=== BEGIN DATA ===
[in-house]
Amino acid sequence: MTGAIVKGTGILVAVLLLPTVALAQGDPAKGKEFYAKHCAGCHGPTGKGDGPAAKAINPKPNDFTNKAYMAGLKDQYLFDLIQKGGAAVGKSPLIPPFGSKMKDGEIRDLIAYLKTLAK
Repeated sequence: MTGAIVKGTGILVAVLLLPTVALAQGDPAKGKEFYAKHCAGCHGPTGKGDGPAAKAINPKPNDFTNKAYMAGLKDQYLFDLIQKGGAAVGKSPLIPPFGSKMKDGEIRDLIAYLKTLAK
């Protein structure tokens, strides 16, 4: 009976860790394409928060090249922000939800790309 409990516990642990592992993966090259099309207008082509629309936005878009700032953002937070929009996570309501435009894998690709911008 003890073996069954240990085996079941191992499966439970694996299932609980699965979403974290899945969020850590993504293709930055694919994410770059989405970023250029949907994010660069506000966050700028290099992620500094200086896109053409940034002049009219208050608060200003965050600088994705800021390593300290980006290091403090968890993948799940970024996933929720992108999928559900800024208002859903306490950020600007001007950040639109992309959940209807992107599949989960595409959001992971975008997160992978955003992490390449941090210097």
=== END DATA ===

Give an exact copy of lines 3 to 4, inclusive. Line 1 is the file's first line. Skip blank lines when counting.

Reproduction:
Repeated sequence: MTGAIVKGTGILVAVLLLPTVALAQGDPAKGKEFYAKHCAGCHGPTGKGDGPAAKAINPKPNDFTNKAYMAGLKDQYLFDLIQKGGAAVGKSPLIPPFGSKMKDGEIRDLIAYLKTLAK
């Protein structure tokens, strides 16, 4: 009976860790394409928060090249922000939800790309 409990516990642990592992993966090259099309207008082509629309936005878009700032953002937070929009996570309501435009894998690709911008 003890073996069954240990085996079941191992499966439970694996299932609980699965979403974290899945969020850590993504293709930055694919994410770059989405970023250029949907994010660069506000966050700028290099992620500094200086896109053409940034002049009219208050608060200003965050600088994705800021390593300290980006290091403090968890993948799940970024996933929720992108999928559900800024208002859903306490950020600007001007950040639109992309959940209807992107599949989960595409959001992971975008997160992978955003992490390449941090210097």